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Major change

A major change in the British Constitution is happening today. The Smith Commission on devolution of powers to the Scottish Parliament go a long way towards fulfilling the promises made by party leaders during September’s referendum.  The Scottish Parliament will control income tax bands and rates but not the personal allowance threshold. They will also take half of VAT receipts in their jurisdiction and have power to borrow on the international markets.

They will have control over some welfare benefits and can create new ones. Transport will be devolved so they could set different speed limits to the rest of the UK. Together with a long list of other powers the Scottish Government will play a bigger role in EU negotiations. The Scottish Parliament will control onshore oil and gas but offshore will remain a UK matter.

What remains to be decided at Westminster is anything to do with pensions, National Insurance, Corporation, Inheritance and Capital Gains taxes. The Universal Credit, the National Minimum Wage, Child and Housing benefits, Maternity and Sick pay are not devolved. The Barnett Formula used to determine the block grant to Scotland will remain. The Treasury will continue to manage the economy with the Bank of England.

Reactions to these proposals vary. English party leaders think they have honoured the ‘Vow’ made during the referendum but John Swinney, Scotland’s Deputy First Minister, says they don’t reflect the full wishes of the Scottish people. He seems to have expected all aspects of domestic government to be devolved to Scotland leaving Westminster only responsible in Scotland for defence and foreign affairs.

Conservative MP John Redwood thinks the proposals go too far and Scottish MPs voting on English income tax will be unjust when English MPs have no say on Scottish taxes. He wants the Speaker to declare which issues are exclusively English and for only English MPs to vote on them. That might become possible if the Labour Party loses up to 30 of its Scottish MPs but not many Bills are exclusively English in their focus.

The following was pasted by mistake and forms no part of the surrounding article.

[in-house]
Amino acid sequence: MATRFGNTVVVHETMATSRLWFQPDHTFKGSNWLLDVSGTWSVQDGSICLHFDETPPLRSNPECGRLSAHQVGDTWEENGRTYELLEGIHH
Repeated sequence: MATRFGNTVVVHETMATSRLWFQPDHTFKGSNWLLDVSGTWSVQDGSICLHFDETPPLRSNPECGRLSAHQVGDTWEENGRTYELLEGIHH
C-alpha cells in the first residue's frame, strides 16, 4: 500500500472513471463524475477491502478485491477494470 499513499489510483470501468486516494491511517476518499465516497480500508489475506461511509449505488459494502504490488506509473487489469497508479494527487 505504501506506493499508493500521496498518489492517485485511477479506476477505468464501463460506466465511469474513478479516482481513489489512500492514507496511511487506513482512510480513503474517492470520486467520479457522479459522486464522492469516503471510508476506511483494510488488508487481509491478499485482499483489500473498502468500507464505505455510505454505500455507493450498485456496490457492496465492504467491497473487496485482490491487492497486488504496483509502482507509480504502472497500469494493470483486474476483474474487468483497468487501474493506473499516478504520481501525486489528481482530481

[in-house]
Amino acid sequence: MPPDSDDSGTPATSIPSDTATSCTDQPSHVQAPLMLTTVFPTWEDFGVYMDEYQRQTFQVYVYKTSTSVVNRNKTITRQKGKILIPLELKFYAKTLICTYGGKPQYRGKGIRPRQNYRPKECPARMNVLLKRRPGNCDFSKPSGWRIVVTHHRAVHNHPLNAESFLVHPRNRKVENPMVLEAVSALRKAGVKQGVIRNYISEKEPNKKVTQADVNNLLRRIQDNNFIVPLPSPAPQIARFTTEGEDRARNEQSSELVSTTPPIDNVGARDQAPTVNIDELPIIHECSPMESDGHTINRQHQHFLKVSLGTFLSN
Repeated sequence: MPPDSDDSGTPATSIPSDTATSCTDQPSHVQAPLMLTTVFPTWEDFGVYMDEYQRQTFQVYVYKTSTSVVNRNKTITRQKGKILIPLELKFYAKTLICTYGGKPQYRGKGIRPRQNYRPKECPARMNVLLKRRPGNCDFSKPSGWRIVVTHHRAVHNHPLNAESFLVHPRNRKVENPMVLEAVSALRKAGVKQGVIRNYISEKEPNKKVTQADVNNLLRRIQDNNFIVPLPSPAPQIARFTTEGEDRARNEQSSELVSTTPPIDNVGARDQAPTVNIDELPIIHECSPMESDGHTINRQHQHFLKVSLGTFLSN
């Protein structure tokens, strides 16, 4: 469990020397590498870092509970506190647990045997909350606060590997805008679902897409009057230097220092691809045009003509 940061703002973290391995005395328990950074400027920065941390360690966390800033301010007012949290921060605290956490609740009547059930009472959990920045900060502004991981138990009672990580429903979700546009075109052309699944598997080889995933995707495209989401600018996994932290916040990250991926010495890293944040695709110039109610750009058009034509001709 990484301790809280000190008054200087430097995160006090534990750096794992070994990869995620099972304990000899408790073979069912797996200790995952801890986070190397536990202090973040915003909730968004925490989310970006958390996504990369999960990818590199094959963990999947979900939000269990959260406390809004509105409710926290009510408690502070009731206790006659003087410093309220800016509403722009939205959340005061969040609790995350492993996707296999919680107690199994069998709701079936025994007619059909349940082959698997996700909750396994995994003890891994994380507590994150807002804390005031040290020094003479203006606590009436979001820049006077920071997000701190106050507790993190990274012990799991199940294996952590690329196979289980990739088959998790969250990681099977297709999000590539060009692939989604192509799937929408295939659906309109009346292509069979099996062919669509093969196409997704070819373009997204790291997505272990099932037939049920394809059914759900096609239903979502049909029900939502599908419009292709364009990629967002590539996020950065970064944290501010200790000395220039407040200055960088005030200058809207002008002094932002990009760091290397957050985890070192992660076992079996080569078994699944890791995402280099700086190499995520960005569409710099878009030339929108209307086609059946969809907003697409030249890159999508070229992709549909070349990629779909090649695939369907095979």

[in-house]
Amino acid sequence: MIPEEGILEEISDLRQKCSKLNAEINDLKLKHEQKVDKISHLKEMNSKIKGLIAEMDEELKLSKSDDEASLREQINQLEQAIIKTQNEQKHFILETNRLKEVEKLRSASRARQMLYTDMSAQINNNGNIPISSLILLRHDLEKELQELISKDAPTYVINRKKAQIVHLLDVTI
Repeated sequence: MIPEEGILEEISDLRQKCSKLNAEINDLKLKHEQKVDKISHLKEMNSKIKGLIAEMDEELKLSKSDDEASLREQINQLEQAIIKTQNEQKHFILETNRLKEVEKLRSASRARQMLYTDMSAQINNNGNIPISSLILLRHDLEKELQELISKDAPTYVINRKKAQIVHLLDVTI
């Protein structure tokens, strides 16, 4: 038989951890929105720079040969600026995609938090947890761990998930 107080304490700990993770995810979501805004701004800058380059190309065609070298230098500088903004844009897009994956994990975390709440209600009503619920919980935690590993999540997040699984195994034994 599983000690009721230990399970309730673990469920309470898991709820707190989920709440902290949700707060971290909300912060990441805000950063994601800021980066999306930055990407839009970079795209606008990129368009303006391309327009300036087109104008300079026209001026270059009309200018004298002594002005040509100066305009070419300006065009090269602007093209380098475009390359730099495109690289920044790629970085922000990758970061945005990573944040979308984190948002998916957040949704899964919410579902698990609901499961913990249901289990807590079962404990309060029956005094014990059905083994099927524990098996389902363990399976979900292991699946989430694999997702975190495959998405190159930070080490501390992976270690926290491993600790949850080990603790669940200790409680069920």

The Commission’s proposals will be adopted because anything less would increase pressure for another referendum. Despite September’s result some Scottish politicians are denying that it was a once in a generation outcome. They demand a second referendum if Scotland backs the nationalists in another election.  Unionists have to make the changes work to ensure that the ‘No’ vote settles the matter for at least this generation.

The Smith Commission has walked a tightrope between satisfying Scottish expectations and fulfilling the promises made to them during the referendum, on the one hand, and giving Scotland full blown home rule. That would have meant a radical rewriting of the British Constitution creating a federal system because the Welsh and Northern Ireland politicians would have demanded parity with the Scots. Demands for a separate English Parliament would have followed, meaning more politicians and higher taxes to pay for them Let’s hope the Commission got it right and we don’t go down that road.

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